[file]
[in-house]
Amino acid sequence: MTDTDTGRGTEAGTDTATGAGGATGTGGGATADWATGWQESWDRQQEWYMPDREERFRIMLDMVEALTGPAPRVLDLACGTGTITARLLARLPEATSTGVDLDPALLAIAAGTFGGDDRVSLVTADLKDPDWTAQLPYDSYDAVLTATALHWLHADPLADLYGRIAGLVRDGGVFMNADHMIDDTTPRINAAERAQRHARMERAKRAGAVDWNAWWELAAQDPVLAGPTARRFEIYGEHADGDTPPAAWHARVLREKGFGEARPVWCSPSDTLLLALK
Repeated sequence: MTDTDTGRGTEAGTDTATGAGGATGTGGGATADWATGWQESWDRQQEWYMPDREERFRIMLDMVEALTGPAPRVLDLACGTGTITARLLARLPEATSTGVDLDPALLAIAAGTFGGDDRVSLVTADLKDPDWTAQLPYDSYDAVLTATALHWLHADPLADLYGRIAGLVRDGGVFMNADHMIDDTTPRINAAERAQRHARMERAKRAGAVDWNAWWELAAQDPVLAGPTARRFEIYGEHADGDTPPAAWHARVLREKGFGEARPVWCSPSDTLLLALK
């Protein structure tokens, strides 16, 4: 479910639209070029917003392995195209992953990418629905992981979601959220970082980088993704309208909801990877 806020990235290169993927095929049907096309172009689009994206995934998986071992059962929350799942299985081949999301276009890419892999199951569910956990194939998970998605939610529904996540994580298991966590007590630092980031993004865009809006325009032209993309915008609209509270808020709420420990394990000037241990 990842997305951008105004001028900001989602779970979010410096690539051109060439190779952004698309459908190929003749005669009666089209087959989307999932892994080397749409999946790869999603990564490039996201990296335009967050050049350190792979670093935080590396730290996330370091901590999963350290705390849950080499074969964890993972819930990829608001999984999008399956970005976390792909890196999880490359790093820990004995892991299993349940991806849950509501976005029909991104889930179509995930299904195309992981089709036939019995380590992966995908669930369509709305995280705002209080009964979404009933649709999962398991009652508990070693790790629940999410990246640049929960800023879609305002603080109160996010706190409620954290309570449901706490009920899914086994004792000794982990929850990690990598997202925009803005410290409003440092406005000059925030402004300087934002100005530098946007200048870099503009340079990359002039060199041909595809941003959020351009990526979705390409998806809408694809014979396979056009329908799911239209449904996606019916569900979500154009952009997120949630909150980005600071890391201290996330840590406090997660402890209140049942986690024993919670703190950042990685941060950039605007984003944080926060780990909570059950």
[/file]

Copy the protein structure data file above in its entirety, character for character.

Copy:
[in-house]
Amino acid sequence: MTDTDTGRGTEAGTDTATGAGGATGTGGGATADWATGWQESWDRQQEWYMPDREERFRIMLDMVEALTGPAPRVLDLACGTGTITARLLARLPEATSTGVDLDPALLAIAAGTFGGDDRVSLVTADLKDPDWTAQLPYDSYDAVLTATALHWLHADPLADLYGRIAGLVRDGGVFMNADHMIDDTTPRINAAERAQRHARMERAKRAGAVDWNAWWELAAQDPVLAGPTARRFEIYGEHADGDTPPAAWHARVLREKGFGEARPVWCSPSDTLLLALK
Repeated sequence: MTDTDTGRGTEAGTDTATGAGGATGTGGGATADWATGWQESWDRQQEWYMPDREERFRIMLDMVEALTGPAPRVLDLACGTGTITARLLARLPEATSTGVDLDPALLAIAAGTFGGDDRVSLVTADLKDPDWTAQLPYDSYDAVLTATALHWLHADPLADLYGRIAGLVRDGGVFMNADHMIDDTTPRINAAERAQRHARMERAKRAGAVDWNAWWELAAQDPVLAGPTARRFEIYGEHADGDTPPAAWHARVLREKGFGEARPVWCSPSDTLLLALK
């Protein structure tokens, strides 16, 4: 479910639209070029917003392995195209992953990418629905992981979601959220970082980088993704309208909801990877 806020990235290169993927095929049907096309172009689009994206995934998986071992059962929350799942299985081949999301276009890419892999199951569910956990194939998970998605939610529904996540994580298991966590007590630092980031993004865009809006325009032209993309915008609209509270808020709420420990394990000037241990 990842997305951008105004001028900001989602779970979010410096690539051109060439190779952004698309459908190929003749005669009666089209087959989307999932892994080397749409999946790869999603990564490039996201990296335009967050050049350190792979670093935080590396730290996330370091901590999963350290705390849950080499074969964890993972819930990829608001999984999008399956970005976390792909890196999880490359790093820990004995892991299993349940991806849950509501976005029909991104889930179509995930299904195309992981089709036939019995380590992966995908669930369509709305995280705002209080009964979404009933649709999962398991009652508990070693790790629940999410990246640049929960800023879609305002603080109160996010706190409620954290309570449901706490009920899914086994004792000794982990929850990690990598997202925009803005410290409003440092406005000059925030402004300087934002100005530098946007200048870099503009340079990359002039060199041909595809941003959020351009990526979705390409998806809408694809014979396979056009329908799911239209449904996606019916569900979500154009952009997120949630909150980005600071890391201290996330840590406090997660402890209140049942986690024993919670703190950042990685941060950039605007984003944080926060780990909570059950």